In part 1 of this article series I’ve described a minimal Debian installation using network install image. I started with a regular server, added the desktop environment, and installed some more common desktop applications. In this article I will continue with several enhancements to the previous setup. Most of the information in these articles applies to other desktop environments as well.
The default install of LXDE does not enable desktop icons. This is how I would set up the classic Home/Trash/Internet trio.
I add an empty file on the desktop (right-click on empty space on the screen), I open it in Leafpad and copy the following text in the file:
[Desktop Entry] Type=Application Exec=pcmanfm Icon=user-home Terminal=false StartupNotify=true MimeType=x-directory/normal;inode/directory; Name=Home
Similarly, I create a new Trash.desktop file with the following content:
[Desktop Entry] Icon=user-trash Type=Application Exec=pcmanfm trash:/// Categories=FileManager;Utilities;GTK; Terminal=False StartupNotify=true MimeType=x-directory/normal;inode/directory; Name=Trash
/usr/share/applications stores desktop files for all installed GUI applications. I copy iceweasel.desktop file in ~/Desktop folder.
$ cp /usr/share/applications/iceweasel.desktop ~/Desktop/.
You can change the icon theme by running LXAppearance utility from the menu Preferences/Customize Look and Feel. Several icon themes are provided by default, you can install more using apt-get, for example Oxygen icon theme (apt-get install oxygen-icon-theme):
To configure automatic login open /etc/lightdm/lightdm.conf in a text editor and add the following line in [SeatDefaults] section:
To configure password-less partition mount open
/usr/share/polkit-1/actions/org.freedesktop.udisks.policy and change allow_active XML tag value to yes for filesystem-mount-system-internal.
<action id="org.freedesktop.udisks.filesystem-mount-system-internal"> <description>Mount a system-internal device</description> <message>Authentication is required to mount the device</message> <defaults> <allow_any>no</allow_any> <allow_inactive>no</allow_inactive> <allow_active>yes</allow_active> </defaults> </action>
Mutter is the current Gnome 3 window manager. It is OpenGL-enabled, the visual effects are subtle, understated, and perform flawlessly.
Mutter can replace Openbox in LXDE, and bring a modern, elegant look to your desktop. To experiment with it, install the software package and start it:
# sudo apt-get install mutter # setsid mutter --replace &
To return to Openbox, you will need to logout and login again. To make the change permanent go into /etc/xdg/lxsession/LXDE/autostart and add the following line at the end of the file:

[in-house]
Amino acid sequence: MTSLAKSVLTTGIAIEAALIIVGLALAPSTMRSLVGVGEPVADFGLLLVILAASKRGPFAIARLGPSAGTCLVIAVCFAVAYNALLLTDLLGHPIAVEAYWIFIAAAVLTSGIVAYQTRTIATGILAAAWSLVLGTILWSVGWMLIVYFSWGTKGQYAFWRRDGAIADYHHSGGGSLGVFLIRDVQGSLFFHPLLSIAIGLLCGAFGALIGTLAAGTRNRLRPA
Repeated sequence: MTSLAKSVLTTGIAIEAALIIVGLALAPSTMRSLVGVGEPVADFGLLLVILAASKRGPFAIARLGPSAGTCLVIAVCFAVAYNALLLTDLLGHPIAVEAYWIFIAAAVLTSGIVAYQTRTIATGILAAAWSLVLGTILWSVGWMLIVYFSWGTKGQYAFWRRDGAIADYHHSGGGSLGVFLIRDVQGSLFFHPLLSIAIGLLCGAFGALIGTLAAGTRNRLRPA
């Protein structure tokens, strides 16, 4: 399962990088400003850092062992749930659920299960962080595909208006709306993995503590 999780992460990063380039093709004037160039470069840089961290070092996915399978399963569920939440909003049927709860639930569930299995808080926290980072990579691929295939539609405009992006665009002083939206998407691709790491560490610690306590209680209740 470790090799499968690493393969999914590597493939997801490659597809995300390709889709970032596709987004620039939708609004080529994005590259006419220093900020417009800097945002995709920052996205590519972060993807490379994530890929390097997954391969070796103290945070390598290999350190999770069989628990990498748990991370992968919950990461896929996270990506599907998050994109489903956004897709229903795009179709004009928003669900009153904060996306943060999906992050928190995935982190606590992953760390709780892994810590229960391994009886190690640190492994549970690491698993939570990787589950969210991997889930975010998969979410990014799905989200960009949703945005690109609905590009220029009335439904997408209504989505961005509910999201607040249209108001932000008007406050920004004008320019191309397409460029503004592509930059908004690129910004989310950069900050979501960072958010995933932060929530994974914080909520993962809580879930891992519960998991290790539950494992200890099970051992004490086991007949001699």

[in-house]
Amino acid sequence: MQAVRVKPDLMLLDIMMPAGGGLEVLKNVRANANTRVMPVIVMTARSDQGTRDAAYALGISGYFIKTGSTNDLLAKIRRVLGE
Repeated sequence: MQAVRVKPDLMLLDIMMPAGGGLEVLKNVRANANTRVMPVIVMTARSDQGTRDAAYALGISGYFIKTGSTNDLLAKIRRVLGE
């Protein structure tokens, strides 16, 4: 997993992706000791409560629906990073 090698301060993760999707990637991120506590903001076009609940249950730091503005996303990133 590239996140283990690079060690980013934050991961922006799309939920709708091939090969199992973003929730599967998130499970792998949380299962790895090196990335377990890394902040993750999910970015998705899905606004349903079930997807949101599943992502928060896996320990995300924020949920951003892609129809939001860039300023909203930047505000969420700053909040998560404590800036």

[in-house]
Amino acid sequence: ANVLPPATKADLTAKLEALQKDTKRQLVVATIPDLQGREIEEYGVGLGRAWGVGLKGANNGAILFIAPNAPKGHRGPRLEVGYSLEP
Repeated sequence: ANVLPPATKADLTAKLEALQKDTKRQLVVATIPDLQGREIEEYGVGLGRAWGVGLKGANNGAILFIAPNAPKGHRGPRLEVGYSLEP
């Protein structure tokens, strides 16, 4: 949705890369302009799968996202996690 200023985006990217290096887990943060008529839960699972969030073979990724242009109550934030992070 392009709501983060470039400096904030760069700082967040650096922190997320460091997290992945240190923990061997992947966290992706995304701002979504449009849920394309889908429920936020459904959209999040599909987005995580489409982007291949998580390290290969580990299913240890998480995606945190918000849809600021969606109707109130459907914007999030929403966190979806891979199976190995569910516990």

If the kernel supports the hardware-accelerated video card, the extra memory required to run Mutter is small. On my computer with a Nvidia card (nouveau driver) Mutter added 11MB to desktop RAM consumption. For a computer where the video card is not recognized by the kernel, the amount of memory increases. In my experiments on Debian “wheezy” the increase was 40MB of memory.
One of the easiest way of using a VNC server on Debian is by sharing you desktop with Vino VLC. You are alerted every time a user tries to connect, and you can specify if the user can control the desktop or not. This is how you install and configure Vino:
$ sudo apt-get install vino $ vino-preferences
You can also create an icon on your desktop for vino-preferences:
$ cd ~/Desktop $ cp /usr/share/applications/vino-preferences.desktop .
I usually start (/usr/lib/vino/vino-server &) and stop (pkill vino-server) Vino manually. This way I have additional access control over the server. To access such a server, use any vnc viewer available. In Debian you can install one using:
$ sudo apt-get install vncviewer
To start a program automatically when you login, all you have to do is to create a .desktop file in ~/.config/autostart/ directory. As an example, this is an autostart entry for vino VNC server described above:
$ cat ~/.config/autostart/vnc-start.desktop [Desktop Entry] Name=VNC server Comment=VNC server autostart Exec=/usr/lib/vino/vino-server Terminal=false Type=Application $
Debian “wheezy” is not a cutting-edge distribution. On the desktop side you can catch up to the latest and greatest software for some packages using Debian backports. To enable backports add the following lines to /etc/apt/sources.list:
deb http://mozilla.debian.net/ wheezy-backports iceweasel-release deb http://ftp.us.debian.org/debian/ wheezy-backports main contrib non-free deb-src http://ftp.us.debian.org/debian/ wheezy-backports main contrib non-free
To install packages from backports add the arguments -t wheezey-backports to apt command, for example:
apt-get install -t wheezy-backports iceweasel apt-get install -t wheezy-backports linux-image-amd64 apt-get install -t wheezy-backports vlc
With backports enabled I am able to run Linux kernel 3.12.9, VLC 2.1.2, Firefox 27.0.1 (latest Firefox version released by Mozilla at the time of writing). The official page with all the packages available on backports can be found here.
Some of the settings presented in this article will also work on other desktop environments. If you are looking for a lightweight desktop for your Debian box, this is a memory chart you can use. I did the measurements on my computer immediately after a fresh boot and login.